FINDING EASY FOOD
Countless times we hear of the use of spears, traps, and snares, but what happens if you are unable to construct these devices or you don’t know how they work? Are you destined to go starve? The answer is a resounding “No.” Birds, small rodents, and fish can be difficult to capture without the use of traps or snares, but nature is full of many other kinds of animals that are easy to obtain. In a survival situation, the creatures you should be going for are those that will require the least amount of energy to obtain. If you burn more calories hunting for food than you take in when you do get something then you are defeating the very purpose of eating. The environment you are in will dictate what you should pursue.
Note: Be advised that many animals are protected by both state and federal laws. To kill or harm any animal, no matter how small, could be illegal. All of the information presented here is for emergency survival only.
“On day three, a lizard might still just be a lizard, but by day nine, a lizard is a porterhouse steak. ”
Where there is water there is food. An environment with water is the ideal situation in which to be stranded. Fresh water ponds, small lakes, streams, and marshes will provide such edibles as both mature frogs and tadpoles. There may also be fresh water mollusks such as snails and mussels. River snails or freshwater periwinkles are plentiful in rivers, streams, and lakes of North America. Look for them in the shallows, especially in water with a sandy or muddy bottom.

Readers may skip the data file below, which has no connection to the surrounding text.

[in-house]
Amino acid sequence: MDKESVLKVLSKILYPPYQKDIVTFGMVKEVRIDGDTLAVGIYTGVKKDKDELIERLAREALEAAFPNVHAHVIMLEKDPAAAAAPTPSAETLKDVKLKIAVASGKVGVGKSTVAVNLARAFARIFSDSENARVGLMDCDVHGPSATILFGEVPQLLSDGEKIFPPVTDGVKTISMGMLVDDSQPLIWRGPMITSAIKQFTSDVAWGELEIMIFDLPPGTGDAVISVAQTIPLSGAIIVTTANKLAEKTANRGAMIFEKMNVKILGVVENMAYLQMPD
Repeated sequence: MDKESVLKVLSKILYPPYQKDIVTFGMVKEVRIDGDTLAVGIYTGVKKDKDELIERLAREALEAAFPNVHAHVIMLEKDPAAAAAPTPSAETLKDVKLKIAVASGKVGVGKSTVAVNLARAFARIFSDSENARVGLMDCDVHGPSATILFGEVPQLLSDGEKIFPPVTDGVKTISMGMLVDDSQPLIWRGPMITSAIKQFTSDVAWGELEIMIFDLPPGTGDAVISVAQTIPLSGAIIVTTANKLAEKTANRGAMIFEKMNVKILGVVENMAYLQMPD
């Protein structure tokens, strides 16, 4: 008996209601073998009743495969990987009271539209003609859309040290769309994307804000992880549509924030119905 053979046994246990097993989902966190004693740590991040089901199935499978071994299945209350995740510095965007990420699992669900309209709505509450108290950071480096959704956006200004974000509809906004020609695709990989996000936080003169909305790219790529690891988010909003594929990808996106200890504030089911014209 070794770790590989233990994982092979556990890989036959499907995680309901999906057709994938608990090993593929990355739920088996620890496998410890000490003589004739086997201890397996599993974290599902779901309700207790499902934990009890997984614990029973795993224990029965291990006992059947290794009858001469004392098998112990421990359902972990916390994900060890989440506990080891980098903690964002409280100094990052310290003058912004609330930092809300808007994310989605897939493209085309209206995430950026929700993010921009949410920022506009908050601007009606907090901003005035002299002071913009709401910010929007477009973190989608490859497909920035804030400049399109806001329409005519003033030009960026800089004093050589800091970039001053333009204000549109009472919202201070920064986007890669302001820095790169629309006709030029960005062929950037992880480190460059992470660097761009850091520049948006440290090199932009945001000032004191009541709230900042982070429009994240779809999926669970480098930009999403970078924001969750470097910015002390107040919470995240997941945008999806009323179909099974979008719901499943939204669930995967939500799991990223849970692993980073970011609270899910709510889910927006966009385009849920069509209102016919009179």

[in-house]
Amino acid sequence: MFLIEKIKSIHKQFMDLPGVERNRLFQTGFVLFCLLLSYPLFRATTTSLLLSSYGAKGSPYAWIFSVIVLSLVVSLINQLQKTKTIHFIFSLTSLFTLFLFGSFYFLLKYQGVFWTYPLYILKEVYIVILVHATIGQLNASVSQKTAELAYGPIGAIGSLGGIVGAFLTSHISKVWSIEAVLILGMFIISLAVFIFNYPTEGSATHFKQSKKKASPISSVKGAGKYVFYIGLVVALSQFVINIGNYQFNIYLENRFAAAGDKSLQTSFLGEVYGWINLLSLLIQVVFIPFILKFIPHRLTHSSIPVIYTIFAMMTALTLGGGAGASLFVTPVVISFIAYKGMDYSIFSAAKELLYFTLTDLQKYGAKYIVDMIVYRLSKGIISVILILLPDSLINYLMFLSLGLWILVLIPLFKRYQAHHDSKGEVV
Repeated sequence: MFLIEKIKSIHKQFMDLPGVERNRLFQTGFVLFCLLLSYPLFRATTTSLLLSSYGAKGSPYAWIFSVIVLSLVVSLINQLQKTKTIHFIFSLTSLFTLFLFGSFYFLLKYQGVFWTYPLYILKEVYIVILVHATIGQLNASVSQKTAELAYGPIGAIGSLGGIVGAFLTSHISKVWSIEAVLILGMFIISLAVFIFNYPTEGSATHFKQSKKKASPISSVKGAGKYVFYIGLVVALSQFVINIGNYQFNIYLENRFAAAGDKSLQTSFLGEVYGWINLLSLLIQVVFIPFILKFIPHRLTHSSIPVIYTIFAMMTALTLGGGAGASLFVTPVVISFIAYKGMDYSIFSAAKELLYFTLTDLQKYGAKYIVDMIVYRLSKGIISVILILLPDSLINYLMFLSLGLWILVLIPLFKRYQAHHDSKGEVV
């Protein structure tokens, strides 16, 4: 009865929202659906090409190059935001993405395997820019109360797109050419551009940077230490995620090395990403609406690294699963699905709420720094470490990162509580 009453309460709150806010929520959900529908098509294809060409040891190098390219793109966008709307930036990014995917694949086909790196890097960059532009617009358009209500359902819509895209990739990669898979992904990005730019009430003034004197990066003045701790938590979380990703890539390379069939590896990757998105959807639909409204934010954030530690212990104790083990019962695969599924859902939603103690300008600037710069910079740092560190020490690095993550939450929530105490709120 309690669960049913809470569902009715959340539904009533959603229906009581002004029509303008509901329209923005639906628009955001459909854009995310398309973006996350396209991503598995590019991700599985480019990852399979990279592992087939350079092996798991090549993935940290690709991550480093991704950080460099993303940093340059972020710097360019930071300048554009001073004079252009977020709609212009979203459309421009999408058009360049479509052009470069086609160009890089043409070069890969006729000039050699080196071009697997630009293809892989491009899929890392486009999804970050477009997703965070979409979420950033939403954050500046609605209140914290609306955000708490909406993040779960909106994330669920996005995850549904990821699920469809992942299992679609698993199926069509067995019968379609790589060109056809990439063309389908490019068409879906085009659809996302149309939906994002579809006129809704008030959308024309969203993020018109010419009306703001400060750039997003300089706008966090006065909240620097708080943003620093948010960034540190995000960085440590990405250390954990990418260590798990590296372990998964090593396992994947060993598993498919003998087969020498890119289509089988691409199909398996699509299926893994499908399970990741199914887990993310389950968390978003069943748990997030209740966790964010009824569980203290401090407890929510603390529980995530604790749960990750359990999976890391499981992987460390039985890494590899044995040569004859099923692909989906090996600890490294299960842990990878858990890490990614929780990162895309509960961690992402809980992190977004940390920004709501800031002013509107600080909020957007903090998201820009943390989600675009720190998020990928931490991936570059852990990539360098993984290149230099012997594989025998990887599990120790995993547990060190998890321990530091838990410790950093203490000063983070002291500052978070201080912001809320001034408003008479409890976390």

Search the low hanging bushes for birds’ eggs or even baby birds. Don’t pass up a turtle or a snake that you happen upon. However, a word of caution: Unless you know the different species of snakes found in the area you are in (harmless vs. venomous), avoid snakes. You also need to be wary of snapping turtles and in some areas, the box turtle, which feeds on poisonous mushrooms and may build up a highly toxic poison in its flesh. Cooking does not destroy this toxin. Streams are a great source of food such as crayfish and small fish may be taken out
of small, shallow pools.